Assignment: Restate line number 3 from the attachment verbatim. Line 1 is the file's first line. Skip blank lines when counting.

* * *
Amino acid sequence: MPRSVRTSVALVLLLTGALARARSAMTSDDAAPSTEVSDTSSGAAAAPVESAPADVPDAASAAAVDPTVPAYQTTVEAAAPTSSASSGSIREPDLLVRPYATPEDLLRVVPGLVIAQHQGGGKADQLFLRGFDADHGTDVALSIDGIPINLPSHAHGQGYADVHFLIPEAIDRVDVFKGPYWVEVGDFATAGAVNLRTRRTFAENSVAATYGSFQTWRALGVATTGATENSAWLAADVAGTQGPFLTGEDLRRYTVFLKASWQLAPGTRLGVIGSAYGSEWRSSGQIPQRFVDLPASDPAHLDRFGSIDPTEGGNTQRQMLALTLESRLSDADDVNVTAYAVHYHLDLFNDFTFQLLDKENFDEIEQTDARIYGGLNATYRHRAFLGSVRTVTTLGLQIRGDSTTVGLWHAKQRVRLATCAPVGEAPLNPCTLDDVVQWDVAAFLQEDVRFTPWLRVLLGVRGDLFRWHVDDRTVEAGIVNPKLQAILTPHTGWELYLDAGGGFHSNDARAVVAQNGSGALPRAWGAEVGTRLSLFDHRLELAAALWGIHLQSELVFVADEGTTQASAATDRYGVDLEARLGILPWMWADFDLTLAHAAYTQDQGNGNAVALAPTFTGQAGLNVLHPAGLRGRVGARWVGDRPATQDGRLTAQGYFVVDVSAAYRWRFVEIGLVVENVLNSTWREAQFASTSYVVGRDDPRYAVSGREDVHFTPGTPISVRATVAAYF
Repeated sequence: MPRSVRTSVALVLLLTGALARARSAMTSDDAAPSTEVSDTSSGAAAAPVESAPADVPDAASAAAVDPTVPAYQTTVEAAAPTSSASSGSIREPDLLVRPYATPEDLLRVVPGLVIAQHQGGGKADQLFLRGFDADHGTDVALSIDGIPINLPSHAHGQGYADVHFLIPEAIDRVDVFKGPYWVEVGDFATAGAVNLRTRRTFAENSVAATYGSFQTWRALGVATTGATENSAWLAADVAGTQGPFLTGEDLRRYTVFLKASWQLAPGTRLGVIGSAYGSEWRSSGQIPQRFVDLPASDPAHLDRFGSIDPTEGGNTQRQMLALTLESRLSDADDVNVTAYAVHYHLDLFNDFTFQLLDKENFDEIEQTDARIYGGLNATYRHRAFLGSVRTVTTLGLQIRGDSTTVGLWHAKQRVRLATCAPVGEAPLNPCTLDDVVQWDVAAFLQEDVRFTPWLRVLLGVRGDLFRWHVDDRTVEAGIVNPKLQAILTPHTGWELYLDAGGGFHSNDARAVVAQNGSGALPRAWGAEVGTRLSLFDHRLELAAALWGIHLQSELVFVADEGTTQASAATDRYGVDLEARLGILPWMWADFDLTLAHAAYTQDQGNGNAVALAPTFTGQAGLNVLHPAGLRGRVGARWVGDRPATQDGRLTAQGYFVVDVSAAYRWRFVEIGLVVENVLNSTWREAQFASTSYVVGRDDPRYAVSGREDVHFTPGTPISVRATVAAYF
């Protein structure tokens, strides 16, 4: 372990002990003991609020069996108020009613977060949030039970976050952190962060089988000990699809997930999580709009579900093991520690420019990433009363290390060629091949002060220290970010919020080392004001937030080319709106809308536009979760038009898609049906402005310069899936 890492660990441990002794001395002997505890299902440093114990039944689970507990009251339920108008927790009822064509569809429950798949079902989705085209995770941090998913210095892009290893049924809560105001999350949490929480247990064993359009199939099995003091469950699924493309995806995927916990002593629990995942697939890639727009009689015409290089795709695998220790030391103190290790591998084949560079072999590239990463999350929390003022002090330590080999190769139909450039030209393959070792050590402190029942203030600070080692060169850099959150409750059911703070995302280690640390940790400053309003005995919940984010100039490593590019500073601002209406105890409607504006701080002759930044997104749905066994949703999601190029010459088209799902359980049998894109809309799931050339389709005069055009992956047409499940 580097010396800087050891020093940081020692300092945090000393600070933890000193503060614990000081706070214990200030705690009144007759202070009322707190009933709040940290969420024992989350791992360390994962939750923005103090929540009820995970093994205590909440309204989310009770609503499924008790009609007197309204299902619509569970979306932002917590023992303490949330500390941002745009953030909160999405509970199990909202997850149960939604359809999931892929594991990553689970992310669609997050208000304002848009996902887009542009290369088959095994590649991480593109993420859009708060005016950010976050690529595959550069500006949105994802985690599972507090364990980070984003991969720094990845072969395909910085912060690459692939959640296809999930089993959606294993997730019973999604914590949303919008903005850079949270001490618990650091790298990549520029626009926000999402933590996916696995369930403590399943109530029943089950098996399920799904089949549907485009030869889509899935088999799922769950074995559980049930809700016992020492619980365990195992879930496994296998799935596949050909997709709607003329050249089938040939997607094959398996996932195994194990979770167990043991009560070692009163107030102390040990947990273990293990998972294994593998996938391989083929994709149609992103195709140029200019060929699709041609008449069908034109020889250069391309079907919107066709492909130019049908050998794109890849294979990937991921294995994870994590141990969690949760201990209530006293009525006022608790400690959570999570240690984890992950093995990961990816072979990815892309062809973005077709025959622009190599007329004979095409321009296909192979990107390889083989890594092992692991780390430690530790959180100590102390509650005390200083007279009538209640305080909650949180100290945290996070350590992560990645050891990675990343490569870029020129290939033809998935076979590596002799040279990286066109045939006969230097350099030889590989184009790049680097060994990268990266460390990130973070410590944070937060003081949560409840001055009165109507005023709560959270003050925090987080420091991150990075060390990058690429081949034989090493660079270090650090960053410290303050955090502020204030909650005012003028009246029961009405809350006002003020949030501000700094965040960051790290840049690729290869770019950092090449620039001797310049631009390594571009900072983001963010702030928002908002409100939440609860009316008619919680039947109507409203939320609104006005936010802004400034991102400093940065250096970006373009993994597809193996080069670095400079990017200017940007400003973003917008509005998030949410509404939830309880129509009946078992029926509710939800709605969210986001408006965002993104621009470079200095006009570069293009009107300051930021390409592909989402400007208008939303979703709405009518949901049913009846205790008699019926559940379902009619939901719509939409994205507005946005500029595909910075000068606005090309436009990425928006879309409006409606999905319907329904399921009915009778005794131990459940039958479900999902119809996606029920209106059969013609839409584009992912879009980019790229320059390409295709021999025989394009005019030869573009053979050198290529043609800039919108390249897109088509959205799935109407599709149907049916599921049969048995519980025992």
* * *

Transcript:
């Protein structure tokens, strides 16, 4: 372990002990003991609020069996108020009613977060949030039970976050952190962060089988000990699809997930999580709009579900093991520690420019990433009363290390060629091949002060220290970010919020080392004001937030080319709106809308536009979760038009898609049906402005310069899936 890492660990441990002794001395002997505890299902440093114990039944689970507990009251339920108008927790009822064509569809429950798949079902989705085209995770941090998913210095892009290893049924809560105001999350949490929480247990064993359009199939099995003091469950699924493309995806995927916990002593629990995942697939890639727009009689015409290089795709695998220790030391103190290790591998084949560079072999590239990463999350929390003022002090330590080999190769139909450039030209393959070792050590402190029942203030600070080692060169850099959150409750059911703070995302280690640390940790400053309003005995919940984010100039490593590019500073601002209406105890409607504006701080002759930044997104749905066994949703999601190029010459088209799902359980049998894109809309799931050339389709005069055009992956047409499940 580097010396800087050891020093940081020692300092945090000393600070933890000193503060614990000081706070214990200030705690009144007759202070009322707190009933709040940290969420024992989350791992360390994962939750923005103090929540009820995970093994205590909440309204989310009770609503499924008790009609007197309204299902619509569970979306932002917590023992303490949330500390941002745009953030909160999405509970199990909202997850149960939604359809999931892929594991990553689970992310669609997050208000304002848009996902887009542009290369088959095994590649991480593109993420859009708060005016950010976050690529595959550069500006949105994802985690599972507090364990980070984003991969720094990845072969395909910085912060690459692939959640296809999930089993959606294993997730019973999604914590949303919008903005850079949270001490618990650091790298990549520029626009926000999402933590996916696995369930403590399943109530029943089950098996399920799904089949549907485009030869889509899935088999799922769950074995559980049930809700016992020492619980365990195992879930496994296998799935596949050909997709709607003329050249089938040939997607094959398996996932195994194990979770167990043991009560070692009163107030102390040990947990273990293990998972294994593998996938391989083929994709149609992103195709140029200019060929699709041609008449069908034109020889250069391309079907919107066709492909130019049908050998794109890849294979990937991921294995994870994590141990969690949760201990209530006293009525006022608790400690959570999570240690984890992950093995990961990816072979990815892309062809973005077709025959622009190599007329004979095409321009296909192979990107390889083989890594092992692991780390430690530790959180100590102390509650005390200083007279009538209640305080909650949180100290945290996070350590992560990645050891990675990343490569870029020129290939033809998935076979590596002799040279990286066109045939006969230097350099030889590989184009790049680097060994990268990266460390990130973070410590944070937060003081949560409840001055009165109507005023709560959270003050925090987080420091991150990075060390990058690429081949034989090493660079270090650090960053410290303050955090502020204030909650005012003028009246029961009405809350006002003020949030501000700094965040960051790290840049690729290869770019950092090449620039001797310049631009390594571009900072983001963010702030928002908002409100939440609860009316008619919680039947109507409203939320609104006005936010802004400034991102400093940065250096970006373009993994597809193996080069670095400079990017200017940007400003973003917008509005998030949410509404939830309880129509009946078992029926509710939800709605969210986001408006965002993104621009470079200095006009570069293009009107300051930021390409592909989402400007208008939303979703709405009518949901049913009846205790008699019926559940379902009619939901719509939409994205507005946005500029595909910075000068606005090309436009990425928006879309409006409606999905319907329904399921009915009778005794131990459940039958479900999902119809996606029920209106059969013609839409584009992912879009980019790229320059390409295709021999025989394009005019030869573009053979050198290529043609800039919108390249897109088509959205799935109407599709149907049916599921049969048995519980025992």